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WCED continues to make special needs schools a priority

Picture: Wokandapix/Pixabay

Picture: Wokandapix/Pixabay

Published Apr 9, 2022


Over the past five years, the Western Cape Education Department (WCED) has spent R785.7 million on the funding of special needs schools. Just last year, the department had a budget allocation of R172 million for these institutions, which is more than 25% than what was provided in 2017.

This was revealed in a recent parliamentary reply, in which the WCED further confirmed that the funding for these schools is not provided for by the national government.

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"As such, it is up to the DA-led Western Cape Government to ensure that education is inclusive for all children," said DA Western Cape spokesperson for Education, Deidré Baartman.

She said special needs schools are an essential component in providing education to the almost 20 000 children who need it and requires additional funding to make it possible. Any learner who has a particular barrier to learning receives a weighted allocation in relation to the type of disability they have.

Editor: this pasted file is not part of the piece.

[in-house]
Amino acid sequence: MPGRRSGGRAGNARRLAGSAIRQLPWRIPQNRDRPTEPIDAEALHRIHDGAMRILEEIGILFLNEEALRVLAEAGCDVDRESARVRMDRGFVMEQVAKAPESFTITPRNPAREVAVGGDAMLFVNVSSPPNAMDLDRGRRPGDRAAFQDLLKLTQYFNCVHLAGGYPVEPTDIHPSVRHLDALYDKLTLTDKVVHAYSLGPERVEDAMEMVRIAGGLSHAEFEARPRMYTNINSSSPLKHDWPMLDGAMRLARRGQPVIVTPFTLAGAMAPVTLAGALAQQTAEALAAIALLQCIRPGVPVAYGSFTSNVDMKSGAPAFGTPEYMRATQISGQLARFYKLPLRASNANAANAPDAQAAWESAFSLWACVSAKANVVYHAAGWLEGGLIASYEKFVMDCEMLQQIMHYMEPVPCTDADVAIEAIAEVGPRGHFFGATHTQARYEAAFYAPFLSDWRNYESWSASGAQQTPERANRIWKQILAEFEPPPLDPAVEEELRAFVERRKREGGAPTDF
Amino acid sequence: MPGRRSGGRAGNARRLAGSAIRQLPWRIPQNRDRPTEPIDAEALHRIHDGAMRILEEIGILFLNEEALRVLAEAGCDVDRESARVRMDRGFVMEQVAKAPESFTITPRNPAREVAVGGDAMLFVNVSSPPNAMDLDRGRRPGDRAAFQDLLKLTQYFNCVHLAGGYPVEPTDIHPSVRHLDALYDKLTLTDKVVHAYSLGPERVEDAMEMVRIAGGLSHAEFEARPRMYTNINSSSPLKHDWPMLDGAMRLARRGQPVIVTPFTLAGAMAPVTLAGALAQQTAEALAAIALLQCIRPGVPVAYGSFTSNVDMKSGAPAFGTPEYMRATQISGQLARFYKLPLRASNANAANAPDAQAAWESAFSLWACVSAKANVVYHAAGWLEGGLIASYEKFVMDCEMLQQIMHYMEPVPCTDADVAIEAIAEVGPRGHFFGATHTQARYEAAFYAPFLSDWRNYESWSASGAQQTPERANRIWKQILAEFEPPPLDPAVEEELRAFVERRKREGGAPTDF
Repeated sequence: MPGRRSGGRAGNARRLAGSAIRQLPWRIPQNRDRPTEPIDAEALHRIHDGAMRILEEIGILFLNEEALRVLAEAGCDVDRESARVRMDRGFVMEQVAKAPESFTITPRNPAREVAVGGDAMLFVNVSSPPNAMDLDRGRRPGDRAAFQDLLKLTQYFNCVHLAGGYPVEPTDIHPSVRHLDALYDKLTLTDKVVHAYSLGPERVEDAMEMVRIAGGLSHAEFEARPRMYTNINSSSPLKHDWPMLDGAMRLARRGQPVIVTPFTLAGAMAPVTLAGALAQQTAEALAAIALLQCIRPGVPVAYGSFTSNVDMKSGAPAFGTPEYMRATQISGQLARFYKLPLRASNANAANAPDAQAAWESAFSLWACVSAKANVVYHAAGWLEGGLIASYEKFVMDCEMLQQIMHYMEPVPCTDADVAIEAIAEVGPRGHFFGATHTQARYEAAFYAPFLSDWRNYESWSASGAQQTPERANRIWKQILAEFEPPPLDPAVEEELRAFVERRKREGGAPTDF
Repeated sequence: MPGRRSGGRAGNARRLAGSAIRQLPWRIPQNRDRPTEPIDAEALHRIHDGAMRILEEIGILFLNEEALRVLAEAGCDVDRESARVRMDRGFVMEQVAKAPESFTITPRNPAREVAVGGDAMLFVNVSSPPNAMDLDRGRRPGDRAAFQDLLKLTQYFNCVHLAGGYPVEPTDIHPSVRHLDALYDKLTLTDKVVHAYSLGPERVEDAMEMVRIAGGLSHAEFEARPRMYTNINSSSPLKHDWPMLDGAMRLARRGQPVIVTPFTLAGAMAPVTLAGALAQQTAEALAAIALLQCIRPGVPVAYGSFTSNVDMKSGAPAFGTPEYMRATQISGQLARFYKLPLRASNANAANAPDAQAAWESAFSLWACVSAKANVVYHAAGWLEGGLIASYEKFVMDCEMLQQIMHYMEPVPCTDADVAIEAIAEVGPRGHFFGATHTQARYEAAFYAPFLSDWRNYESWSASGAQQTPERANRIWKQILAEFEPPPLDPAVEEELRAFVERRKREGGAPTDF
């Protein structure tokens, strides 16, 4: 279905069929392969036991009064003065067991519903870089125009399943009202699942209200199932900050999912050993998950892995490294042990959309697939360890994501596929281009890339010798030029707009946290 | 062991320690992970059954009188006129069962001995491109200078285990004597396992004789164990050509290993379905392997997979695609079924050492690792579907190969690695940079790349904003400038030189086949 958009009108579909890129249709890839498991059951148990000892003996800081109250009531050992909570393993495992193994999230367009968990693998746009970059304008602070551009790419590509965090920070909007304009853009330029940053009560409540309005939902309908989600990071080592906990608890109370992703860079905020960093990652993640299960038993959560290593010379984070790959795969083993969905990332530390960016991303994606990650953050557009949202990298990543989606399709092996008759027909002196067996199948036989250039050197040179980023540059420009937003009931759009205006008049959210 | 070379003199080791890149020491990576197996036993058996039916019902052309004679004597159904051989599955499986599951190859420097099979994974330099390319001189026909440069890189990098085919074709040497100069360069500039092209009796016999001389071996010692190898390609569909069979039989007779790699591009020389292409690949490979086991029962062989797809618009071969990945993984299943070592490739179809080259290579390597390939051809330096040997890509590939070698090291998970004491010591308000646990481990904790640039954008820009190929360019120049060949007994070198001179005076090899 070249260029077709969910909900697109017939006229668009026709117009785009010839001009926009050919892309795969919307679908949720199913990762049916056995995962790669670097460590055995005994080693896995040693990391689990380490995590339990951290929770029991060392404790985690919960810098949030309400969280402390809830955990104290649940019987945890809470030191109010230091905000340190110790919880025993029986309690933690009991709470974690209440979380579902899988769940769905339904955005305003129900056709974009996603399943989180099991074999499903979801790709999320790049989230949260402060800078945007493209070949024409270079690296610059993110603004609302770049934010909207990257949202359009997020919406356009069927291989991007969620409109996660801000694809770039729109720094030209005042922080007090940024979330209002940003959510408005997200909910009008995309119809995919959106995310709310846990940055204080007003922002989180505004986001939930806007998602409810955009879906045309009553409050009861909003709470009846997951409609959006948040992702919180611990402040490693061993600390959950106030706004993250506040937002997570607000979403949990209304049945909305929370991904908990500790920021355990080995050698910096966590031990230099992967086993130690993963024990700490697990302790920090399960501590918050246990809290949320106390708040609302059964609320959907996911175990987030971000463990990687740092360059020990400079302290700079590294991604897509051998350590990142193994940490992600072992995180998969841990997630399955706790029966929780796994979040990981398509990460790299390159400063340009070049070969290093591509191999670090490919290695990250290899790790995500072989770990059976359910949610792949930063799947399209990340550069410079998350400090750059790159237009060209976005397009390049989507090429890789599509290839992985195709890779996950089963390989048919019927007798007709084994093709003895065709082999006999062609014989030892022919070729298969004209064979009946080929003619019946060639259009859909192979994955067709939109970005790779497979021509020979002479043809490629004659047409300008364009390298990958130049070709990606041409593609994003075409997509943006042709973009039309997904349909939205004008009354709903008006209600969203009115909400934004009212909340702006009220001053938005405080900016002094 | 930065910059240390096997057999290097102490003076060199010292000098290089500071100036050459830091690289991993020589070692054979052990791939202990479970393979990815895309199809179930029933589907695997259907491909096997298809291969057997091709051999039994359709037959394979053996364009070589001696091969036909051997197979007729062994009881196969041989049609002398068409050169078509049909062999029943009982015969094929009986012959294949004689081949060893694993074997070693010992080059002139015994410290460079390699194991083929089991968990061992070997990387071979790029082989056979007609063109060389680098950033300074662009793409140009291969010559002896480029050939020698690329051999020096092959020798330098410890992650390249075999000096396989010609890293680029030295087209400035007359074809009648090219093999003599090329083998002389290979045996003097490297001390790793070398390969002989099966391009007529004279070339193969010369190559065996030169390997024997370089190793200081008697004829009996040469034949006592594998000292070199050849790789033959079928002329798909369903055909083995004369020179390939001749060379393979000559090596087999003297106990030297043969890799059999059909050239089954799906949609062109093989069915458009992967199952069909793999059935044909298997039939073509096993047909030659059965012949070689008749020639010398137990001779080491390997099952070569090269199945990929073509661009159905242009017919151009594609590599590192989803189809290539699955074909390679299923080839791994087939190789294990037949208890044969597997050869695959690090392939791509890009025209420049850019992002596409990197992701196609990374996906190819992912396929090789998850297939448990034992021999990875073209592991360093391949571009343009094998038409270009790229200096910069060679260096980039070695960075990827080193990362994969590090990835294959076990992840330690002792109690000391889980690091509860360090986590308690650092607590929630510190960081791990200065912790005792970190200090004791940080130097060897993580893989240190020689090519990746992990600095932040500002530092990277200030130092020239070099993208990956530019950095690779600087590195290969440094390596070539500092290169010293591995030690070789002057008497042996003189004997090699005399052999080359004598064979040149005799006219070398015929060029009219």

Using an example, Baartman said whilst a learner at an ordinary public school received R1 466 in 2021, a learner with epilepsy would have received three times that amount. In scenarios where a child is on the autism spectrum, they would have a weighting of six times the ordinary amount.

"We hope that National Treasury will stick to their promise to review the determinants of the education variable of the provincial equitable share (PES) formula this year. The Western Cape has been lobbying for this issue to be addressed as it is not sustainable for the province to bear the brunt of badly written formulas that do not take into account the real issues affecting people," Baartman said.

She said for years, the Western Cape submitted, as part of the Division of Revenue processes, requests that funding for special needs education should be included in the PES formula.

Baartman said this adds to the already underfunded mandates the provincial Department has had to implement for the past several years.

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She added that the fact that the province is still able to look after these learners is a testament to its commitment to providing quality education to every learner in every classroom.

"We hope that our national counterparts will take this issue seriously and be cognisant of the needs of learners in the Western Cape," she said.


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